First published over at http://www.spinwatch.org
Spin – Behind the Scenes Manipulation of Mainstream News
Documentary by Brian Springer
Review by Michael Greenwell
I don’t often buy into all the hype at election time. The difference between the main political parties has narrowed so much that in the US in particular and in the UK to a lesser extent, elections are usually about a small group of people from roughly the same background and the same fruity little clubs amusing themselves and each other at our expense.
That said, I did find this documentary which focuses mostly on the 1992 US presidential election quite interesting. The US election that year was an important year for the TV companies in that for the first time advertising revenues from the campaign coverage made more money than the cost of the reporting.
It consists mainly of footage taken from satellite feeds and it mostly lets the recorded material speak for itself.
In 1992 satellite TV was still in its infancy and hardly anyone had it. This documentary opens with the filmmaker (Brian Springer) explaining…
“In 1992 I bought a couple of satellite dishes and spent the entire year looking through the channels for feeds. I’d lock on to a satellite and go channel by channel through its transmission, recording the feeds. Then I would move on to the next satellite, then the next one and the next one. By the end of the year I’d recorded more than 500 hours of feeds.”
I have no idea if this is still possible but the maker of this documentary recorded what politicians, journalists, spin doctors, advisers, producers etc were saying that wasn’t broadcast as part of the edited and polished TV cut.
The myth of an adversarial, hostile and critical media is blown away here by the simple method of showing us the velveted conversations before the cameras roll. There is the pillow talk between interviewer and interviewee but there are also little asides with media advisers, particularly with Pat Robertson. The aides are most often telling whoever it is how to deal with difficult questions .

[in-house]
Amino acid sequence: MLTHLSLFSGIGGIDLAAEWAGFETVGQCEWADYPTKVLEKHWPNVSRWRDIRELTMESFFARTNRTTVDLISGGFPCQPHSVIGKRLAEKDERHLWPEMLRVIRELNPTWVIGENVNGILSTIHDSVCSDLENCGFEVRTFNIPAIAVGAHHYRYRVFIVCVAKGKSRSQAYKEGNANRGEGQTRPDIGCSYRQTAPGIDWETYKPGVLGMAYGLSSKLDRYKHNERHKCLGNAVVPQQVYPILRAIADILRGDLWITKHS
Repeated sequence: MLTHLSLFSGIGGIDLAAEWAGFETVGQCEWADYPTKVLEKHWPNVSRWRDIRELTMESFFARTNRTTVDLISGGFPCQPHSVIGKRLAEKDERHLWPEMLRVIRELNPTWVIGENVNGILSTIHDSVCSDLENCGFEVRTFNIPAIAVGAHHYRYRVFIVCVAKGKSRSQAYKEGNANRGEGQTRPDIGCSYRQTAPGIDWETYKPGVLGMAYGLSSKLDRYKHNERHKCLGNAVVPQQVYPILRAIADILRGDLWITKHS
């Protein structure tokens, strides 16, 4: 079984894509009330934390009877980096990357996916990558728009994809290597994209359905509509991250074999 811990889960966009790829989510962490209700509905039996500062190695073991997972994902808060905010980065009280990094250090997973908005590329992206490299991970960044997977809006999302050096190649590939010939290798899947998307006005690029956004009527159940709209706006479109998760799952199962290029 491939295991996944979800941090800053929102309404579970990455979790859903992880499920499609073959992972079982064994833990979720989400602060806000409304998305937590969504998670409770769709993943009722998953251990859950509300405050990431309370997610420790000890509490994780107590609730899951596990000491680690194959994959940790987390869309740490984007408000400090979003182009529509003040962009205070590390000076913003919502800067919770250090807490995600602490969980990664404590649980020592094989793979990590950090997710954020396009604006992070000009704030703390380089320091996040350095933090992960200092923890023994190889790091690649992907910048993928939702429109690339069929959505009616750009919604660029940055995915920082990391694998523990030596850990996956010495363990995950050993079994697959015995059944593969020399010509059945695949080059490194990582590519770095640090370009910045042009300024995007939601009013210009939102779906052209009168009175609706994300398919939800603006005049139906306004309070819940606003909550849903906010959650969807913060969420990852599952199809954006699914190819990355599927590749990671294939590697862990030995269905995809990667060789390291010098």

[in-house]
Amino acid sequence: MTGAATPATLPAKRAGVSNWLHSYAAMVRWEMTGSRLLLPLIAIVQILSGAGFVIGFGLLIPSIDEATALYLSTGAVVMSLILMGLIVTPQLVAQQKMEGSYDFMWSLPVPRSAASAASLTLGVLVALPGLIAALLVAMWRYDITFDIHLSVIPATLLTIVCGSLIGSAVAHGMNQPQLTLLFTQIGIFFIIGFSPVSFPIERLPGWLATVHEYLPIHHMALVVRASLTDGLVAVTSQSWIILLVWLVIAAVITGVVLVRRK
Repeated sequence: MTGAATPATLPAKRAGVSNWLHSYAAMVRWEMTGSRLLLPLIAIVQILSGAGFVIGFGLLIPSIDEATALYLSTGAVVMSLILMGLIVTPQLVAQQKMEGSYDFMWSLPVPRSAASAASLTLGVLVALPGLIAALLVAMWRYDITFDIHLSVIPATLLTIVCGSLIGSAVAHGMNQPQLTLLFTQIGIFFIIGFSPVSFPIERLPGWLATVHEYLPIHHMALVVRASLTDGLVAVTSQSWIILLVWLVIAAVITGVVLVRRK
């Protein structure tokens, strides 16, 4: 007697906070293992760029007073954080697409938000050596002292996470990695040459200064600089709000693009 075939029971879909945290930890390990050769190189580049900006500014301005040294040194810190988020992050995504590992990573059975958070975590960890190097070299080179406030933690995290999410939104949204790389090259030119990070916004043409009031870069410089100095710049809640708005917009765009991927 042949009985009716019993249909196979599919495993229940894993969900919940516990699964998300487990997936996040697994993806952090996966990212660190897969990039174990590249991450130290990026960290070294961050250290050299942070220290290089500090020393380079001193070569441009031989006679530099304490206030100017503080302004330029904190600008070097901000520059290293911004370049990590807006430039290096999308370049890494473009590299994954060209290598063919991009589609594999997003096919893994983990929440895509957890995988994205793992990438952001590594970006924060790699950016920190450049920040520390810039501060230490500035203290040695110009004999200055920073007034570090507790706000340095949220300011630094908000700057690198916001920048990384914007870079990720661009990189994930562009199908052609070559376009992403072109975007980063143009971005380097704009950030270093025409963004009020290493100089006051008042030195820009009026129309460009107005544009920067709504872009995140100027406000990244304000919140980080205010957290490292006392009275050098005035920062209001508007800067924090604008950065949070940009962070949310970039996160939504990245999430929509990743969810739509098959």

Larry King gets it in the neck as he is seen fawning over all the candidates at almost every point and lobbying for himself to be the moderator in one of the presidential debates. Apparently his show was pivotal in this campaign and made the cover of the New York Times 57 times in the course of it.
Here is an off-camera exchange with Clinton…
Larry King – Ted Turner changed the world. He’s a big fan of yours.
Bill Clinton – Is he?
Larry King – He would..ah..serve you, you know what I mean?
Bill Clinton – You’re kidding?
Larry King – Oh you’d be surprised…what’s he got left in life to gain? I’d call him after you’re elected. Think about it.
The new technology also allowed new kinds of campaigning. Campaigns set-up their own satellite feeds in order to get round the traditional method of giving interviews the major TV networks which would then be filtered out to local stations. This meant that campaigns could do ‘The Satellite tour’ where interview after interview is done in the same room by satellite and goes direct to each local station. There is footage of Barbara Bush and Bill Clinton saying almost identical things time and again for each station. Therefore, each station will have a more local feel to its coverage but nothing substantively new is said – it is like the image of the rock star reading the name of the town they are in from the back of his guitar and saying “________ has always been our favourite town to play in.”